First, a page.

The UK government is attacking workers’ rights in draconian new laws, which will be imposed on Scotland - despite fierce opposition from Scotland’s democratically elected Parliament.
The UK is also ripping up many workers’ rights that depend on EU laws - such as mandatory rest breaks and holiday pay for part-time workers.
Meanwhile, the UK has slumped seven points to its lowest-ever place in an international ranking of government standards on honesty.
An independent Scotland would be able to get on with building a stronger, fairer country without being dragged down by the UK.
Nurses, teachers could be sacked for refusing to cross a picket line
The controversial “Strikes (Minimum Service Levels) Bill”, which was voted through by the House of Commons this week, will apply to Scotland. An amendment which would give the Scottish and Welsh Parliaments a say was rejected by the Conservatives - the Labour Party abstained. The Labour Party does not believe that employment law should be devolved to Holyrood.
Under the Strikes Bill, some employees in the rail industry and emergency services would be forced to work during industrial action. They could be sacked if they refuse. There will be no right to appeal for workers who lose their jobs for refusing to cross a picket line.
The Bill gives the UK government the power to expand this provision to education, nuclear and broader health services, if the government fails to reach voluntary agreement with these sectors.
The new law will also give employers the right to seek a court injunction to prevent strikes, or to seek damages afterwards if they go ahead.
"Henry VIII clause" gives government ministers enormous power
The bill also contains a controversial "Henry VIII clause", which would allow UK government ministers to amend the legislation after it has become law without full parliamentary scrutiny.
It was passed by the Commons on Monday with 315 votes to 246 but will face further scrutiny in the House of Lords before it becomes law.
Bonfire of EU laws includes holiday pay for part-time workers and much more
The UK government plans to review or revoke all EU laws left on the UK statute book by the end of 2023 - which now amounts to around 3,700 regulations. The plan has attracted fierce criticism from business groups, legal experts, trade unions and environmental groups. They warn that rushing the review will create costly and destabilising legal uncertainty.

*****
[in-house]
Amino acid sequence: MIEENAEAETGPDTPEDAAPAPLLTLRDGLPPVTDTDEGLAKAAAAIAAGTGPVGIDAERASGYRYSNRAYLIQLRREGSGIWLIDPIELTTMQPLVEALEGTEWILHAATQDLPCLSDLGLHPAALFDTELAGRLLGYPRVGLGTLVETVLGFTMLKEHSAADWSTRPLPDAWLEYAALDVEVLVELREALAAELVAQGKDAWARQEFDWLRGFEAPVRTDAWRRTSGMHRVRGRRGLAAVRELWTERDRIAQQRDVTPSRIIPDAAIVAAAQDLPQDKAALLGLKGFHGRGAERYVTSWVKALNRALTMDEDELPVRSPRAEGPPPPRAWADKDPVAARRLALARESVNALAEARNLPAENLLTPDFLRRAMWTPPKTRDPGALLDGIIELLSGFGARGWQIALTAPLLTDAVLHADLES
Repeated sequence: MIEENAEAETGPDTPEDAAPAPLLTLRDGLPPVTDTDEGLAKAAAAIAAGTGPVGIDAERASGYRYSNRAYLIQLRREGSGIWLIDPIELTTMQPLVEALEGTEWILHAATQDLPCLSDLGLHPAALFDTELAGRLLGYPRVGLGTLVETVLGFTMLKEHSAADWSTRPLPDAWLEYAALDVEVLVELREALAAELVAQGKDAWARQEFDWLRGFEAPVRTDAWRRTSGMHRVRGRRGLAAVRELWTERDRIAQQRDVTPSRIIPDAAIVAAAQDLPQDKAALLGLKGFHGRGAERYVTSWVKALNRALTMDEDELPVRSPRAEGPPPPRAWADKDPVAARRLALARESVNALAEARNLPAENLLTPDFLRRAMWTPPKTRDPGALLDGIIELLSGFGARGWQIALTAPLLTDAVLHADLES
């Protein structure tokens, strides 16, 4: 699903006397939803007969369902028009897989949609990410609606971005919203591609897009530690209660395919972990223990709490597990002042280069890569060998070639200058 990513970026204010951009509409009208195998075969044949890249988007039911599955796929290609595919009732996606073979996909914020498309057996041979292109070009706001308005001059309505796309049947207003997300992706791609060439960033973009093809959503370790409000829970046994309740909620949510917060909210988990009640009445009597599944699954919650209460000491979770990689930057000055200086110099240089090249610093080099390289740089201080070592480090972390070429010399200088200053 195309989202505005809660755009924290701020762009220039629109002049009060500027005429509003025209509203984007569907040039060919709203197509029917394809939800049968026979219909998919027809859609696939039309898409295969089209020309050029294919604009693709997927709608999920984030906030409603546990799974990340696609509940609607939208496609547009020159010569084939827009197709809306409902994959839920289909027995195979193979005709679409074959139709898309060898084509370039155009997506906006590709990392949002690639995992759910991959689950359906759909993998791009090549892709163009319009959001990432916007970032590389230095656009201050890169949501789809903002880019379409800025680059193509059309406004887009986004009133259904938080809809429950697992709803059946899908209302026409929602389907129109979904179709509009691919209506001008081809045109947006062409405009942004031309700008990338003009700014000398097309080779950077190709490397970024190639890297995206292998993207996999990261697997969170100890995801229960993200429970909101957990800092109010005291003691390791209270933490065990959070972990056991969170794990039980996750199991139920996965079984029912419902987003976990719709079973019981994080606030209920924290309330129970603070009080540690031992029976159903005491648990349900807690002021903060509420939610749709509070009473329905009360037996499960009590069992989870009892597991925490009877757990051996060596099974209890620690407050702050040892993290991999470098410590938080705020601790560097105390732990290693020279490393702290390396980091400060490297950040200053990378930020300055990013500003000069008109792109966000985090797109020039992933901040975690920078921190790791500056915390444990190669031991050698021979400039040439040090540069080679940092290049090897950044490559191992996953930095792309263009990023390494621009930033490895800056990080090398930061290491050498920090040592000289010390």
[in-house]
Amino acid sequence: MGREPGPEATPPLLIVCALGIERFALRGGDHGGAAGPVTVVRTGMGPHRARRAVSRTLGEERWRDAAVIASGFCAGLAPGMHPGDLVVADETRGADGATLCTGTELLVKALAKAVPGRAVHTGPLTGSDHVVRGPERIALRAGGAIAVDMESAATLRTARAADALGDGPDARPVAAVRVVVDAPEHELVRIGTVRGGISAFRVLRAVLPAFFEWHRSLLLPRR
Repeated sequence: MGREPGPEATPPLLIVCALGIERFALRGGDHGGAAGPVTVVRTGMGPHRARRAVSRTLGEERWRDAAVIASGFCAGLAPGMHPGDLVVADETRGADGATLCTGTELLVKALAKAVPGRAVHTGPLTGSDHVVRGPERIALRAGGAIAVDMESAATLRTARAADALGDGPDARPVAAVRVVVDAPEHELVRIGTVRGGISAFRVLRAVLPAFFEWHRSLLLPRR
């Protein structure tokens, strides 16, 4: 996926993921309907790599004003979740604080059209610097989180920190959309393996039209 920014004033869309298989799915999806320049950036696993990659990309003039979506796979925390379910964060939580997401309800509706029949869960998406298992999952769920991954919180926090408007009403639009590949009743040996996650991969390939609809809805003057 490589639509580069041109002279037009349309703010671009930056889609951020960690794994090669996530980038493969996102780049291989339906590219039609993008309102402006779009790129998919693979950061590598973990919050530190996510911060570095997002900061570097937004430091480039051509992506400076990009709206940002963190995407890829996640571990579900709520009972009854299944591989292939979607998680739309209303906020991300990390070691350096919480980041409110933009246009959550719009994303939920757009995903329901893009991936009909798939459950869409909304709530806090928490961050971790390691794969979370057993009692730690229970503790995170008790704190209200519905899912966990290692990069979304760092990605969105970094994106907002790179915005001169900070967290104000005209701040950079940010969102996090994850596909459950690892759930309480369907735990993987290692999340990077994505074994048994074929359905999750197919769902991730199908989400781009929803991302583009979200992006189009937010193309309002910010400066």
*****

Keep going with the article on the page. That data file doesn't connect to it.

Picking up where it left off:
Unison warns that : “Many legal improvements to workers’ rights in the UK, including UNISON’s recent Supreme Court victory that won new holiday rights for part-time workers, are reliant on the courts’ interpretations of EU law, and could be lost. Without the shield of EU law, workers in the UK will be exposed to an Americanised, hire-and-fire culture that makes work more insecure and dangerous.”
Legislation due to be binned by the UK includes: working time regulations which give workers the right to legal rest breaks; rights for part-time workers to be treated equally with full-time workers; maternity and paternity leave (a recent case giving these rights to Uber drivers depended on EU laws); rights for workers whose company is acquired by another firm, and many more.
The UK slumped to its lowest-ever rating on the Transparency International Corruptions Perceptions Index.
Meanwhile, with the UK government mired in sleaze, Britain’s international ranking for uncorrupt and honest government is the lowest it has ever been.
There have been a series of scandals, from Nadhim Zahawi’s sacking over his tax affairs, to the BBC chair Richard Sharp’s involvement in the financial affairs of Boris Johnson at the time Johnson appointed him to the job. There have also been allegations of corruption around public contracts given out by UK government ministers.
In the latest Transparency International Corruptions Perceptions Index, the UK’s score dropped by 5 points to 73, resulting in the UK’s position falling from 11th to 18th in the global table - behind countries like Estonia and Uruguay.
Only five of the 180 countries assessed for the 2022 Index saw their year-on-year scores drop by five or more points: the UK (-5), Qatar (-5), Myanmar (-5), Azerbaijan (-7) and Oman (-8).
An independent Scotland can build a brighter future
Scotland is saddled with a right-wing UK government it did not elect. This new battle over basic rights is going to consume time and energy that would be better spent elsewhere.
As part of the UK, Scotland is now being dragged down the international rankings for honest government. Scotland doesn’t need that.
Meanwhile, the Labour Party opposes devolving employment law to Holyrood. It has the same tired old offer for Scotland - long periods of Conservative rule are a price worth paying to be part of the UK. That’s a bad deal. Scotland can do better.
With independence, Scotland can build a stronger, fairer society, more like the Scandinavian model than what the UK is offering.